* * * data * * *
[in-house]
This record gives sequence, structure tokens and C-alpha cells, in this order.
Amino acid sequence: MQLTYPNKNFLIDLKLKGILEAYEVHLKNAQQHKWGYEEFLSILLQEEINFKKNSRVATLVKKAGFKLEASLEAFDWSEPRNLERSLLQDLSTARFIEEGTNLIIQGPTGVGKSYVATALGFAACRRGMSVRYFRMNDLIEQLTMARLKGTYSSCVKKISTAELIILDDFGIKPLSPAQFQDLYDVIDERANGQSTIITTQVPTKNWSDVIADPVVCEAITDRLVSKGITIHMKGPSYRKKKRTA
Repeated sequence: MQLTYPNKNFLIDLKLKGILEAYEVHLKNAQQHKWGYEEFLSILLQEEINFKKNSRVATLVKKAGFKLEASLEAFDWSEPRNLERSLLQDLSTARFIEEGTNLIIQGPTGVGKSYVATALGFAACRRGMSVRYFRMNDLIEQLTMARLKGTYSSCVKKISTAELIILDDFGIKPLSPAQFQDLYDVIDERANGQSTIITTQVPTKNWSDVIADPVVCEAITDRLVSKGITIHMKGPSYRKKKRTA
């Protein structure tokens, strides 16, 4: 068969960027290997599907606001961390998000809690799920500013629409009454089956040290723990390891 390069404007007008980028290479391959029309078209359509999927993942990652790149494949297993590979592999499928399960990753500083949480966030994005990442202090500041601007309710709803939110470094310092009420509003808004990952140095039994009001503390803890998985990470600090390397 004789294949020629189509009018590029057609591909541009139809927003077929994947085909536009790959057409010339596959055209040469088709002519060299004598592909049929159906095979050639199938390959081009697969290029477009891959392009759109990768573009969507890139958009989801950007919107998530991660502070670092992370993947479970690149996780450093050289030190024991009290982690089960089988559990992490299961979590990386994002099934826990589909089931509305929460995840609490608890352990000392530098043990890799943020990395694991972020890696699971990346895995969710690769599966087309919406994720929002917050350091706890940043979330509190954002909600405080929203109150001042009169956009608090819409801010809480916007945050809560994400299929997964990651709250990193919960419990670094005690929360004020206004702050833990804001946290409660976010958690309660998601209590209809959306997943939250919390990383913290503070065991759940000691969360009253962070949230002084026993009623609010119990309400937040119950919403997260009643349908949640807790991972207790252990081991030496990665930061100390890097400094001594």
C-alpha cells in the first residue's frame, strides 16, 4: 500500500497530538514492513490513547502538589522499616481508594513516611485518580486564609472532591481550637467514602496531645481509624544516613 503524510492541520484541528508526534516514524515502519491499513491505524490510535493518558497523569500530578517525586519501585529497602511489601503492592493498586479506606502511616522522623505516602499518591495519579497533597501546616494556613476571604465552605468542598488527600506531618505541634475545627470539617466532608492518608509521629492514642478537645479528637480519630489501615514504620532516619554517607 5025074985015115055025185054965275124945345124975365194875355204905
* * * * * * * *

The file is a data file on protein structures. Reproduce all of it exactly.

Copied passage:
[in-house]
This record gives sequence, structure tokens and C-alpha cells, in this order.
Amino acid sequence: MQLTYPNKNFLIDLKLKGILEAYEVHLKNAQQHKWGYEEFLSILLQEEINFKKNSRVATLVKKAGFKLEASLEAFDWSEPRNLERSLLQDLSTARFIEEGTNLIIQGPTGVGKSYVATALGFAACRRGMSVRYFRMNDLIEQLTMARLKGTYSSCVKKISTAELIILDDFGIKPLSPAQFQDLYDVIDERANGQSTIITTQVPTKNWSDVIADPVVCEAITDRLVSKGITIHMKGPSYRKKKRTA
Repeated sequence: MQLTYPNKNFLIDLKLKGILEAYEVHLKNAQQHKWGYEEFLSILLQEEINFKKNSRVATLVKKAGFKLEASLEAFDWSEPRNLERSLLQDLSTARFIEEGTNLIIQGPTGVGKSYVATALGFAACRRGMSVRYFRMNDLIEQLTMARLKGTYSSCVKKISTAELIILDDFGIKPLSPAQFQDLYDVIDERANGQSTIITTQVPTKNWSDVIADPVVCEAITDRLVSKGITIHMKGPSYRKKKRTA
């Protein structure tokens, strides 16, 4: 068969960027290997599907606001961390998000809690799920500013629409009454089956040290723990390891 390069404007007008980028290479391959029309078209359509999927993942990652790149494949297993590979592999499928399960990753500083949480966030994005990442202090500041601007309710709803939110470094310092009420509003808004990952140095039994009001503390803890998985990470600090390397 004789294949020629189509009018590029057609591909541009139809927003077929994947085909536009790959057409010339596959055209040469088709002519060299004598592909049929159906095979050639199938390959081009697969290029477009891959392009759109990768573009969507890139958009989801950007919107998530991660502070670092992370993947479970690149996780450093050289030190024991009290982690089960089988559990992490299961979590990386994002099934826990589909089931509305929460995840609490608890352990000392530098043990890799943020990395694991972020890696699971990346895995969710690769599966087309919406994720929002917050350091706890940043979330509190954002909600405080929203109150001042009169956009608090819409801010809480916007945050809560994400299929997964990651709250990193919960419990670094005690929360004020206004702050833990804001946290409660976010958690309660998601209590209809959306997943939250919390990383913290503070065991759940000691969360009253962070949230002084026993009623609010119990309400937040119950919403997260009643349908949640807790991972207790252990081991030496990665930061100390890097400094001594």
C-alpha cells in the first residue's frame, strides 16, 4: 500500500497530538514492513490513547502538589522499616481508594513516611485518580486564609472532591481550637467514602496531645481509624544516613 503524510492541520484541528508526534516514524515502519491499513491505524490510535493518558497523569500530578517525586519501585529497602511489601503492592493498586479506606502511616522522623505516602499518591495519579497533597501546616494556613476571604465552605468542598488527600506531618505541634475545627470539617466532608492518608509521629492514642478537645479528637480519630489501615514504620532516619554517607 5025074985015115055025185054965275124945345124975365194875355204905